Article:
I'm going to send you to my favorite independent and accurate resources on the web for California water topics:
For this, they paid nada. Not only that, the 200+ golf courses of the Coachella valley and other areas lobbied against even having to report to local authorities how much water they are pumping out of local and shared aquifers. They cited privacy concerns.
I think that the 200+ golf course operators of the Coachella valley have to explain why the are more important than the survival of the endangered Desert Pupfish, who live in spring-fed pools in the same valley.
If groundwater was treated like surface water, the Pupfishes would have senior water rights and the golf courses would never have been built in the first place. Right now, it's the wild, wild west. Whoever drills deepest gets everything so the short-term opportunists are grabbing all of the groundwater before someone else does. The graphic in this Maven article explains how groundwater feeds natural desert springs.
|Desert Pupfish are so cute, but future generations won't know them.|
We lured Iris to walk the entire boardwalk loop with the admonishment, "Hurry up and see the pupfish before they go extinct!"My photo doesn't do Pupfishes justice. To see them is to love them. I really wish I was wrong about extinction.
The central valley farmers also lobbied against controls on how much groundwater they can pump. Sensing a lost battle, they changed tactics and successfully lobbied for time to 'implement' controls. Local governments have 5 years to form agencies to administer controls and then another 2 years to come up with a plan. In 7 years, the underground aquifers in California might not have any water left.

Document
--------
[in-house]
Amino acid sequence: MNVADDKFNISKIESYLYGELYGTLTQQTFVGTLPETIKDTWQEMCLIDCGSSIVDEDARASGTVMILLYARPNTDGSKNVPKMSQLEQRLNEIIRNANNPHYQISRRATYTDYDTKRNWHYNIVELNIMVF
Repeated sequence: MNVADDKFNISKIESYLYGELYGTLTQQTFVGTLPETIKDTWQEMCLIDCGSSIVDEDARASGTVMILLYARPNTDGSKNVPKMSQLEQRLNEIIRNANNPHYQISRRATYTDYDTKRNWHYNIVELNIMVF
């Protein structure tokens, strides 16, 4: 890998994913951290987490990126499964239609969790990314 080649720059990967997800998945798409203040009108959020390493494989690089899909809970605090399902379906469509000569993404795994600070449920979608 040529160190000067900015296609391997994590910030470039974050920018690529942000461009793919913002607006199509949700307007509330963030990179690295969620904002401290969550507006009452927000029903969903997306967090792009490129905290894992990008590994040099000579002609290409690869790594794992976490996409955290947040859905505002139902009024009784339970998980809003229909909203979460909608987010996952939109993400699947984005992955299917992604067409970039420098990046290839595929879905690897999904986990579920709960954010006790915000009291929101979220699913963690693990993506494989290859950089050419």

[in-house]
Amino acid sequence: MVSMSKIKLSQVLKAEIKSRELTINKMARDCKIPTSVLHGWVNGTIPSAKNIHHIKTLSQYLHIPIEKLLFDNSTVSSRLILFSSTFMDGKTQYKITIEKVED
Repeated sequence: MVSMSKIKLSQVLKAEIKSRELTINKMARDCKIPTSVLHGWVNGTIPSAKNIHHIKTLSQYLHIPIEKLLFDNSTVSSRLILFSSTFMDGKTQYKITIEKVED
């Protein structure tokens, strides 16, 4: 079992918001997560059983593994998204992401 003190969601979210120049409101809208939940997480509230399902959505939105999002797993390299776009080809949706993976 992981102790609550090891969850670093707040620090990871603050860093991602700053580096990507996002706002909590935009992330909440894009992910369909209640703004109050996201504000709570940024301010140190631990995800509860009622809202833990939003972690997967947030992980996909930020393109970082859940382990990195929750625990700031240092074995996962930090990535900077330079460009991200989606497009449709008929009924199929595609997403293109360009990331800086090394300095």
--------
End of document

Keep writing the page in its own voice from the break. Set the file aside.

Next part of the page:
A farmer said, “Nobody’s fault but God’s.” I beg to differ. It is the farmers' fault for planting hundreds of thousands of acres of water-thirsty nut groves (even in the midst of this drought!) and irrigating wastefully.
In this video, I launched a weather balloon in a lot adjacent to a nut grove near Fresno. I did this in a couple of different places--once at night, once during the day. In a desert, in the middle of the summer, the farmers were saturating the air with their sprinklers fed by underground aquifers. The radiosondes registered saturated or near saturated air well above the groves.
They were using groundwater irresponsibly and unsustainably well before the drought. Do you believe this is "nobody's fault'?
BTW, the estimate that California has just one year of water left is based upon surface water supplies only. If the farmers and golf courses had been behaving responsibly, the underground aquifers could have held us over (with some conservation efforts). Instead, we are in a crisis situation.
If only a few people benefited from using up California's natural 'water bank', why should everyone else pay for their folly? The central valley is sinking at the rate of about a foot per year due to excessive groundwater pumping. Are they paying to fix the roads and other infrastructure destroyed by that sinking?
Enough hyperventilating. I give you some pictures of cool water in the Sierra high country in happier times.
|Iris with potable water and Sierra snowmelt.|
|Saying, 'hi' from the creek at Lair.|
I'm going to meditate with some soft yarn in a pretty color now.